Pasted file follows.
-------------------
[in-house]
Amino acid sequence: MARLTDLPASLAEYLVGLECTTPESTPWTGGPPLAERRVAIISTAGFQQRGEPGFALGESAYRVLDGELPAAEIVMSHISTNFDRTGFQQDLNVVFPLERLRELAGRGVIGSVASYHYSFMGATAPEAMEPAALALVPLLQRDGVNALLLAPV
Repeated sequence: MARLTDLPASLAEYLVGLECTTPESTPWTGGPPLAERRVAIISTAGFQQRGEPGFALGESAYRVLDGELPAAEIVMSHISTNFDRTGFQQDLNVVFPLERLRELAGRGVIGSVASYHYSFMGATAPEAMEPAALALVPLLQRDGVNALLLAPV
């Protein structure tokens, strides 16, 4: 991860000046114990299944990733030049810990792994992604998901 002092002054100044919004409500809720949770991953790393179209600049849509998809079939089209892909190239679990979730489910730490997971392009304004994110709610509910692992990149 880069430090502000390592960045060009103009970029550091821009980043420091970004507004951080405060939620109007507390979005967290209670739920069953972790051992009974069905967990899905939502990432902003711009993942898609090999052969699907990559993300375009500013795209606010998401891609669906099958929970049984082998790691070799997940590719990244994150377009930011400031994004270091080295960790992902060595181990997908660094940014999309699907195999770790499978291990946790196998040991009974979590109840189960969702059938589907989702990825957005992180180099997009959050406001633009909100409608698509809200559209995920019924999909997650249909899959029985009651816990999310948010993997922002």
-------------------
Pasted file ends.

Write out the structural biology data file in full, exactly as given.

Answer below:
[in-house]
Amino acid sequence: MARLTDLPASLAEYLVGLECTTPESTPWTGGPPLAERRVAIISTAGFQQRGEPGFALGESAYRVLDGELPAAEIVMSHISTNFDRTGFQQDLNVVFPLERLRELAGRGVIGSVASYHYSFMGATAPEAMEPAALALVPLLQRDGVNALLLAPV
Repeated sequence: MARLTDLPASLAEYLVGLECTTPESTPWTGGPPLAERRVAIISTAGFQQRGEPGFALGESAYRVLDGELPAAEIVMSHISTNFDRTGFQQDLNVVFPLERLRELAGRGVIGSVASYHYSFMGATAPEAMEPAALALVPLLQRDGVNALLLAPV
């Protein structure tokens, strides 16, 4: 991860000046114990299944990733030049810990792994992604998901 002092002054100044919004409500809720949770991953790393179209600049849509998809079939089209892909190239679990979730489910730490997971392009304004994110709610509910692992990149 880069430090502000390592960045060009103009970029550091821009980043420091970004507004951080405060939620109007507390979005967290209670739920069953972790051992009974069905967990899905939502990432902003711009993942898609090999052969699907990559993300375009500013795209606010998401891609669906099958929970049984082998790691070799997940590719990244994150377009930011400031994004270091080295960790992902060595181990997908660094940014999309699907195999770790499978291990946790196998040991009974979590109840189960969702059938589907989702990825957005992180180099997009959050406001633009909100409608698509809200559209995920019924999909997650249909899959029985009651816990999310948010993997922002």